Saturday, November 15, 2008

Jonathan Riley-Smith on the 11th c. reformation

The prominent Crusade historian in a 1993 interview at the Christianity Today Library:

In Europe today, if you drive five miles along any road, you will probably find two churches. Nearly all of those churches are built on eleventh- and twelfth-century foundations. Previously, there might have been one church every twenty miles, from which priests would go out to serve the sacraments. Eleventh-century reformers believed religion should be taken into the villages, and this evangelizing drive resulted in a great building program. This burst of construction ranks with anything the Roman Empire did. Someone in 1032 said, “France is becoming white with churches.”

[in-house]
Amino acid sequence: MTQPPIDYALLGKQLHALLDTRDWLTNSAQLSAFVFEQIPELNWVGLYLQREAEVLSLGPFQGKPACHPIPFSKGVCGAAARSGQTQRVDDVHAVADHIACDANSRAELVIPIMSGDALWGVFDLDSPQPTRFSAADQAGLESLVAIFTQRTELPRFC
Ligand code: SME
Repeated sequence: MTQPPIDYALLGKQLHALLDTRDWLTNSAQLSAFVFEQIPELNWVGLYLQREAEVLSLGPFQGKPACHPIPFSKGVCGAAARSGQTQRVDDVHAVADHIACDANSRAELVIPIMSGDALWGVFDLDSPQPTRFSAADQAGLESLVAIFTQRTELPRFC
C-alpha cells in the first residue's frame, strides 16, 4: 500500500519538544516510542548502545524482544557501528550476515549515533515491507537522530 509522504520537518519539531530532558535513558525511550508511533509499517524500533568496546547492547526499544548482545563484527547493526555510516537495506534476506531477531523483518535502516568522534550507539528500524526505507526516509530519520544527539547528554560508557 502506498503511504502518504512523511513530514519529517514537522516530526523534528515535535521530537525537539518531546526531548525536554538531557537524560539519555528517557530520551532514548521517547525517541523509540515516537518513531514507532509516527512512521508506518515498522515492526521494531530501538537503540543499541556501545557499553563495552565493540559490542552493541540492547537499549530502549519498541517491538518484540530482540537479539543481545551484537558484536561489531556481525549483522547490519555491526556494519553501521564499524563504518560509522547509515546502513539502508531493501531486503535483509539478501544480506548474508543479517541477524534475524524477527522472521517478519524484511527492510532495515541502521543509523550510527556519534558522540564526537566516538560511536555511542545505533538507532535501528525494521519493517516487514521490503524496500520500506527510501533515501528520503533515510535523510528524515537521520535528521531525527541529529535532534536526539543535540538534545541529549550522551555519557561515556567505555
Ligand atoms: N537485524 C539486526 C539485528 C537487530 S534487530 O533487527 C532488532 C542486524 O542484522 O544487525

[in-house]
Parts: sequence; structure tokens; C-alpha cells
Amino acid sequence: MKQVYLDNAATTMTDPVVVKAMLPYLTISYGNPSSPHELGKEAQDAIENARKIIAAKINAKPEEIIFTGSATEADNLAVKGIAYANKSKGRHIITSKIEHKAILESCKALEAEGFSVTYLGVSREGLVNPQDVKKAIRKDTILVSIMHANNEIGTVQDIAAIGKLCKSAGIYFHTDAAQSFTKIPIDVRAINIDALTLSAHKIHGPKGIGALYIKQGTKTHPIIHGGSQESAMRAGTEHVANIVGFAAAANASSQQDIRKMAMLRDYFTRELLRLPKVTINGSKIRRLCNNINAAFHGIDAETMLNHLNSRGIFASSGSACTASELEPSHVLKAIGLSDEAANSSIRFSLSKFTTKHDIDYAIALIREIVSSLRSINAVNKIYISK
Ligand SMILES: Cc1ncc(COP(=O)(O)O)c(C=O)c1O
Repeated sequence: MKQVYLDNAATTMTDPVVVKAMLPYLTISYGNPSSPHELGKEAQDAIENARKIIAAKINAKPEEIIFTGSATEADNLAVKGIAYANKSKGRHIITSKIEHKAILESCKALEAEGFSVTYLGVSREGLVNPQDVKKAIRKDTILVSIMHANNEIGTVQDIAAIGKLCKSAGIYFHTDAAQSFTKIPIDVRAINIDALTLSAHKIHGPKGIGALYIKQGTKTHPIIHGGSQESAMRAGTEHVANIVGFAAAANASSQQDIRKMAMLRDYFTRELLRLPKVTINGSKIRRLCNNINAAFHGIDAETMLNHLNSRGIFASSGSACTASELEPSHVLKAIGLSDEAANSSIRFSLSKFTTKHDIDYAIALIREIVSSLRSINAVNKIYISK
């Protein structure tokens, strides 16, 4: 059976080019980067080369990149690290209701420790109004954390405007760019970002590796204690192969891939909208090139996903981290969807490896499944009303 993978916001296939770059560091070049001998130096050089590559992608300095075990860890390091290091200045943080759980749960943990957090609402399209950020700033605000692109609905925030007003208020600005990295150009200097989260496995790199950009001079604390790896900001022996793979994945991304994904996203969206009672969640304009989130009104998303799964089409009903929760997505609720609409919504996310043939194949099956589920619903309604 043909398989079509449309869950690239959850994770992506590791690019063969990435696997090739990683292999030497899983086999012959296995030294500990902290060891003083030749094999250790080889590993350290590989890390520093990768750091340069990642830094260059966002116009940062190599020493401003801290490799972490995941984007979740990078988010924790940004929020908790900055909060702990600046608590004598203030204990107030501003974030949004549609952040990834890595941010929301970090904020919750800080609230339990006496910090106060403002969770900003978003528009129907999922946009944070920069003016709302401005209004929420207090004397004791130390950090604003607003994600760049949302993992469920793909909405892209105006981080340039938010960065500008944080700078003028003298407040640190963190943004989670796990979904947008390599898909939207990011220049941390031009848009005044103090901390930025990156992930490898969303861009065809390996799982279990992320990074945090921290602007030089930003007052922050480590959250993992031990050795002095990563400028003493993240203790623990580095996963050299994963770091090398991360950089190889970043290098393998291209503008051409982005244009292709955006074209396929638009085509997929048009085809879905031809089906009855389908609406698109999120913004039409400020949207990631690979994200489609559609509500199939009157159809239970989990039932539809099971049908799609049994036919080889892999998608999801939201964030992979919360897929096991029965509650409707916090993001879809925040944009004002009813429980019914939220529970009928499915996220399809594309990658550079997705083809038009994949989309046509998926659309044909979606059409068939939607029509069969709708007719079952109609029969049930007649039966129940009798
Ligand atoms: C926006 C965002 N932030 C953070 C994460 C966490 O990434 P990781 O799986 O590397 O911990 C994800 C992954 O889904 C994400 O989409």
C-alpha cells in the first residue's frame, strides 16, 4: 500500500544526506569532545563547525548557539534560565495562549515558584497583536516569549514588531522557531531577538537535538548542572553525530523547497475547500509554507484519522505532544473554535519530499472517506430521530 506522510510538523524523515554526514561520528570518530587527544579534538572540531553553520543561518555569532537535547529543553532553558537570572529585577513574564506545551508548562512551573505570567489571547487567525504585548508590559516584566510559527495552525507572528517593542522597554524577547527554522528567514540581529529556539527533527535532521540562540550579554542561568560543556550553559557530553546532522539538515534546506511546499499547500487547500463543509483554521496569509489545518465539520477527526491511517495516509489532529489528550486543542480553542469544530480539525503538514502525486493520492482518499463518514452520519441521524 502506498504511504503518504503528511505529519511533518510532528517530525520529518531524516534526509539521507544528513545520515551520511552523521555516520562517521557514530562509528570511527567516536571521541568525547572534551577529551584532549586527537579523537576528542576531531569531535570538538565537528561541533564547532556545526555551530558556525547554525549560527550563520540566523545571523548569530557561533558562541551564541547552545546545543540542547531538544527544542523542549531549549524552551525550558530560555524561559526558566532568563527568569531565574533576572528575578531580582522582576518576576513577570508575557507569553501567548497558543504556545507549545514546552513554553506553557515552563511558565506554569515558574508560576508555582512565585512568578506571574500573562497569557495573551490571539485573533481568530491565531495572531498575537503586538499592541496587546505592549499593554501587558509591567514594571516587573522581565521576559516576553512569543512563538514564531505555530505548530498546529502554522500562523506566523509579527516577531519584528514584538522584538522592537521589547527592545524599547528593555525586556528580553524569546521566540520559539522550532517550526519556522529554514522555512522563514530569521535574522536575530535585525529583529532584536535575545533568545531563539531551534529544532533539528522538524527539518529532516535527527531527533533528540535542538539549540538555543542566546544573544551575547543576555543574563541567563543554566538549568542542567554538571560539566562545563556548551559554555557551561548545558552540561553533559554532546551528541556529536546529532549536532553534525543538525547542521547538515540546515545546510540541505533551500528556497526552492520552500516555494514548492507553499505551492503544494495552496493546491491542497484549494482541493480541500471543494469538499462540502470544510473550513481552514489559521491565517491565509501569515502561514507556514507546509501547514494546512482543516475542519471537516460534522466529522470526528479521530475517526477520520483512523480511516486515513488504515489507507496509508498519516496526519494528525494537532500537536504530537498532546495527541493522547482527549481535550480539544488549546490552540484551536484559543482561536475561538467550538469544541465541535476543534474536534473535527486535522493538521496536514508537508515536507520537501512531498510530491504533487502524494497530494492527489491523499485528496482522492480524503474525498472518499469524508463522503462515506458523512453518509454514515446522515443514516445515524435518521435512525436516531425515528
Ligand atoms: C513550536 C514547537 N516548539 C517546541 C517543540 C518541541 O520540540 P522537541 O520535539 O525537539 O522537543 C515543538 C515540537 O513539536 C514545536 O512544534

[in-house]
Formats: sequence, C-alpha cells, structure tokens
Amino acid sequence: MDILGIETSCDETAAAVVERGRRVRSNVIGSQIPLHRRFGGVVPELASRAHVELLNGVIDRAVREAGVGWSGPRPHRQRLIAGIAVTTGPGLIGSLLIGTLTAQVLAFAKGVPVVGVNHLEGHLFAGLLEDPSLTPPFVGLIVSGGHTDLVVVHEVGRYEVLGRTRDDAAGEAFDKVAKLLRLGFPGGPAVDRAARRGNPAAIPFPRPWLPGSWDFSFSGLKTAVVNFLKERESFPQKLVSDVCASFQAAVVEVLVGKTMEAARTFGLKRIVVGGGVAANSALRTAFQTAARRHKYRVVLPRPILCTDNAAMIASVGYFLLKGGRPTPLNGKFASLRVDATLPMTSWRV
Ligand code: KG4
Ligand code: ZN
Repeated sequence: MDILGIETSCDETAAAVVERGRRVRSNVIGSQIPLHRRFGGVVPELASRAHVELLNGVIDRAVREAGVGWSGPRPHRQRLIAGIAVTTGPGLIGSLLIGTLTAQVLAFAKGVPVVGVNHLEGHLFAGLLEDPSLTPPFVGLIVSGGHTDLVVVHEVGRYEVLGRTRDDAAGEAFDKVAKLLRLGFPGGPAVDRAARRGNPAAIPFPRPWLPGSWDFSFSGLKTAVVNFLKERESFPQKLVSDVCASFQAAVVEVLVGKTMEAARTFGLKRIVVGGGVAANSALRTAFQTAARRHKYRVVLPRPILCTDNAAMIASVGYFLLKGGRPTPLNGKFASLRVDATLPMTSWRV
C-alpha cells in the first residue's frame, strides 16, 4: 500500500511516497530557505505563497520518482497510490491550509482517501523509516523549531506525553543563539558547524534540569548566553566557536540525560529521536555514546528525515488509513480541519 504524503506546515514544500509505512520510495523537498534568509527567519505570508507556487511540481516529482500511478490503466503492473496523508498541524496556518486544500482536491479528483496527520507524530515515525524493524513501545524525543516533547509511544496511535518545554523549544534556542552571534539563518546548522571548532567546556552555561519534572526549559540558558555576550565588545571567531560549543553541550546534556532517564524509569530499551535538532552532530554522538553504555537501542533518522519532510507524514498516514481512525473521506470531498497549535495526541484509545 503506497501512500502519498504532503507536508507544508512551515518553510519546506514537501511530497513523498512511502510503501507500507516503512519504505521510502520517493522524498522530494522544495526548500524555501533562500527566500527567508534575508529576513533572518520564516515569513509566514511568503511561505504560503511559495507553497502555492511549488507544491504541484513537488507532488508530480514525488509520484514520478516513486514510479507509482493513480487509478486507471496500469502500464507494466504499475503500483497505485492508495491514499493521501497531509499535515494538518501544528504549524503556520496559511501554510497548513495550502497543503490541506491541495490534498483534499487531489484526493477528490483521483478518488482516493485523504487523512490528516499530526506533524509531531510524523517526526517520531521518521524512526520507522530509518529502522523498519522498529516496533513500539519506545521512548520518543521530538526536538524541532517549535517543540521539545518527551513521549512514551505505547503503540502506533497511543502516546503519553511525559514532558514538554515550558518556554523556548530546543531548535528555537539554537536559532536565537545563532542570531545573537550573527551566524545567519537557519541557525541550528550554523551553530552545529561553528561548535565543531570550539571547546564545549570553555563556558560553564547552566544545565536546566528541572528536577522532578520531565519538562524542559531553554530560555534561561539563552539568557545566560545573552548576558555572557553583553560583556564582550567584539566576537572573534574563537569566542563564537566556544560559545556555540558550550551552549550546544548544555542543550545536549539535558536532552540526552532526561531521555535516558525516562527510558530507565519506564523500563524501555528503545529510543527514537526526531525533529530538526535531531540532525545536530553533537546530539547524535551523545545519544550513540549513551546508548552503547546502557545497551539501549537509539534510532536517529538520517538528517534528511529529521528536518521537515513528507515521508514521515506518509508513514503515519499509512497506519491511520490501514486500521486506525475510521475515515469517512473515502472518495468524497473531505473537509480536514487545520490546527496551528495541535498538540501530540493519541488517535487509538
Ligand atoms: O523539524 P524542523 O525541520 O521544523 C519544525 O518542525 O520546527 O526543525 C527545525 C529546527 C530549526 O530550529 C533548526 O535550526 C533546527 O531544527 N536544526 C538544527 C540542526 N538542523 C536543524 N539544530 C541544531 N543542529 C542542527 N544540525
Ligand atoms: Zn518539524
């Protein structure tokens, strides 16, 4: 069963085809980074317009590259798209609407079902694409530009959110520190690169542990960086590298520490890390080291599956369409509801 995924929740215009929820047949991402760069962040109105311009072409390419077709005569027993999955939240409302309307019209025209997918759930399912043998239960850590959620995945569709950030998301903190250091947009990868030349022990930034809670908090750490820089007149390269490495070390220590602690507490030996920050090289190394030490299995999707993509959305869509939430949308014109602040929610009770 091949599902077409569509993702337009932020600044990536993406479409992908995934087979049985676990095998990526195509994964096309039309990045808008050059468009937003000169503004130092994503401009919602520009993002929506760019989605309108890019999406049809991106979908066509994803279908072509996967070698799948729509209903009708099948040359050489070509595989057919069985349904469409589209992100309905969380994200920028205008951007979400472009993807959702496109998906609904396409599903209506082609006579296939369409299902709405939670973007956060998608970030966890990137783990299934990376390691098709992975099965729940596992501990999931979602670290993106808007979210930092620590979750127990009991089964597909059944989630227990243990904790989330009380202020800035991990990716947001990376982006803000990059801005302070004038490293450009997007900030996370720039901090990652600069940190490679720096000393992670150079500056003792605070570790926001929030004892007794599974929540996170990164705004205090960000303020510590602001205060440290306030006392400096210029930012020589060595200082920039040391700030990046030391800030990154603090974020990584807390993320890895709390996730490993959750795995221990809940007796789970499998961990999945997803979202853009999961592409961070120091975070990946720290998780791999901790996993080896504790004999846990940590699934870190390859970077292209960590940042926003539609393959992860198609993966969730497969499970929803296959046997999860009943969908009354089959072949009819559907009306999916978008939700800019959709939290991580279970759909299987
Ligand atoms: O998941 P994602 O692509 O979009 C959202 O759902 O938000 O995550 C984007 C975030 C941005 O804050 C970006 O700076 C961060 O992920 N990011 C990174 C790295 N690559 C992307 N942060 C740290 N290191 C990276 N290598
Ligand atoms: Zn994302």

2 comments:

  1. "Someone" was Raoul Glaber, famous French chronicle-writing nutter, but I guess JRS thought that would mean nothing to his audience. Suddenly the reform is all over the Internet. Why do these things always crop up in bundles?

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  2. I once read -- or rather perused -- all of Glaber for a paleography class.

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